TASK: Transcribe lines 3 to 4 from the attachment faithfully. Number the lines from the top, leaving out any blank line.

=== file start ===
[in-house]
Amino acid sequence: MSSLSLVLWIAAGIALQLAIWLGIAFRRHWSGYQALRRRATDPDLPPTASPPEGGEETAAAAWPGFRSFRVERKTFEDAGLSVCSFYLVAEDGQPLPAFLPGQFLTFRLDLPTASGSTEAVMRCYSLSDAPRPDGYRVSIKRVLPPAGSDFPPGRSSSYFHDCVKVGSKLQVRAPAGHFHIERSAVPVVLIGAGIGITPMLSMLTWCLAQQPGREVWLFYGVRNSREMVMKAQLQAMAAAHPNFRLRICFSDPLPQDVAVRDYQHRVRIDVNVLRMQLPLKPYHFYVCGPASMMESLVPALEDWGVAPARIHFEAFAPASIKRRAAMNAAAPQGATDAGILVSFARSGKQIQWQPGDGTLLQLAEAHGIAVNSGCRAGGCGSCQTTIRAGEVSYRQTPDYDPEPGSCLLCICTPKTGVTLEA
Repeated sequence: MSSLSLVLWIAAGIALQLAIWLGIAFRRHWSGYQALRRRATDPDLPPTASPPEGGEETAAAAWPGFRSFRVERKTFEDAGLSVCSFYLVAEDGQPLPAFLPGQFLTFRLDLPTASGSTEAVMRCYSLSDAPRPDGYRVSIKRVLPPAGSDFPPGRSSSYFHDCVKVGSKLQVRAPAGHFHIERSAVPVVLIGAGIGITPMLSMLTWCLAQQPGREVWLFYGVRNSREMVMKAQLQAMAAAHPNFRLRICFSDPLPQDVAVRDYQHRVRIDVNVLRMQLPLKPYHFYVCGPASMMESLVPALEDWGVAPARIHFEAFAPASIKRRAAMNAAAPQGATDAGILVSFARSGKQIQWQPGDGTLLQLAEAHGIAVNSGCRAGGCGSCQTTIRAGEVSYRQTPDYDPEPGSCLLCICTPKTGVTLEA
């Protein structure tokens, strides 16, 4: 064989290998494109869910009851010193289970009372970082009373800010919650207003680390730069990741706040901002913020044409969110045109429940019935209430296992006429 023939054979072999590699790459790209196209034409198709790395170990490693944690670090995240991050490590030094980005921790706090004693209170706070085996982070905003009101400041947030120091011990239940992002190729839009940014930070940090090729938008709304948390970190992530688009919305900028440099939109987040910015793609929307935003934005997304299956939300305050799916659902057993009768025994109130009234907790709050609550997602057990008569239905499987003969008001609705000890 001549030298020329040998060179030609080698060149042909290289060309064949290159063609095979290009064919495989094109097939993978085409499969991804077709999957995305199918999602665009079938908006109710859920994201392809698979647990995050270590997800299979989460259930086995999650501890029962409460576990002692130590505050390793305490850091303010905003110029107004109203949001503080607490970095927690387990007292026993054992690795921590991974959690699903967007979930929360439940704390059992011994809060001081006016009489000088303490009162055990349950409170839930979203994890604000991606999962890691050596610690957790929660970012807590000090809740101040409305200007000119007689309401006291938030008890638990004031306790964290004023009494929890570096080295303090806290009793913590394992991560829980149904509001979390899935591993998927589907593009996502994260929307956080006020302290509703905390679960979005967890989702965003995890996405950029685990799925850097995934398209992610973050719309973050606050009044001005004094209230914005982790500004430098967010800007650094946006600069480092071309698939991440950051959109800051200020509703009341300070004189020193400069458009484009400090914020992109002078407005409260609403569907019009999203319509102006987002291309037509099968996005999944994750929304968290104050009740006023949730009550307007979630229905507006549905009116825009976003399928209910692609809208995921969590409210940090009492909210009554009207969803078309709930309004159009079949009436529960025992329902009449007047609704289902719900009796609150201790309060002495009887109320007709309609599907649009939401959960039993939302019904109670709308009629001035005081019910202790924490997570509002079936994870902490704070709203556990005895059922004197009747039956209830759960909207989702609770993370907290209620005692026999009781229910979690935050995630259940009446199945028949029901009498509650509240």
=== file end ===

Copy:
Repeated sequence: MSSLSLVLWIAAGIALQLAIWLGIAFRRHWSGYQALRRRATDPDLPPTASPPEGGEETAAAAWPGFRSFRVERKTFEDAGLSVCSFYLVAEDGQPLPAFLPGQFLTFRLDLPTASGSTEAVMRCYSLSDAPRPDGYRVSIKRVLPPAGSDFPPGRSSSYFHDCVKVGSKLQVRAPAGHFHIERSAVPVVLIGAGIGITPMLSMLTWCLAQQPGREVWLFYGVRNSREMVMKAQLQAMAAAHPNFRLRICFSDPLPQDVAVRDYQHRVRIDVNVLRMQLPLKPYHFYVCGPASMMESLVPALEDWGVAPARIHFEAFAPASIKRRAAMNAAAPQGATDAGILVSFARSGKQIQWQPGDGTLLQLAEAHGIAVNSGCRAGGCGSCQTTIRAGEVSYRQTPDYDPEPGSCLLCICTPKTGVTLEA
């Protein structure tokens, strides 16, 4: 064989290998494109869910009851010193289970009372970082009373800010919650207003680390730069990741706040901002913020044409969110045109429940019935209430296992006429 023939054979072999590699790459790209196209034409198709790395170990490693944690670090995240991050490590030094980005921790706090004693209170706070085996982070905003009101400041947030120091011990239940992002190729839009940014930070940090090729938008709304948390970190992530688009919305900028440099939109987040910015793609929307935003934005997304299956939300305050799916659902057993009768025994109130009234907790709050609550997602057990008569239905499987003969008001609705000890 001549030298020329040998060179030609080698060149042909290289060309064949290159063609095979290009064919495989094109097939993978085409499969991804077709999957995305199918999602665009079938908006109710859920994201392809698979647990995050270590997800299979989460259930086995999650501890029962409460576990002692130590505050390793305490850091303010905003110029107004109203949001503080607490970095927690387990007292026993054992690795921590991974959690699903967007979930929360439940704390059992011994809060001081006016009489000088303490009162055990349950409170839930979203994890604000991606999962890691050596610690957790929660970012807590000090809740101040409305200007000119007689309401006291938030008890638990004031306790964290004023009494929890570096080295303090806290009793913590394992991560829980149904509001979390899935591993998927589907593009996502994260929307956080006020302290509703905390679960979005967890989702965003995890996405950029685990799925850097995934398209992610973050719309973050606050009044001005004094209230914005982790500004430098967010800007650094946006600069480092071309698939991440950051959109800051200020509703009341300070004189020193400069458009484009400090914020992109002078407005409260609403569907019009999203319509102006987002291309037509099968996005999944994750929304968290104050009740006023949730009550307007979630229905507006549905009116825009976003399928209910692609809208995921969590409210940090009492909210009554009207969803078309709930309004159009079949009436529960025992329902009449007047609704289902719900009796609150201790309060002495009887109320007709309609599907649009939401959960039993939302019904109670709308009629001035005081019910202790924490997570509002079936994870902490704070709203556990005895059922004197009747039956209830759960909207989702609770993370907290209620005692026999009781229910979690935050995630259940009446199945028949029901009498509650509240």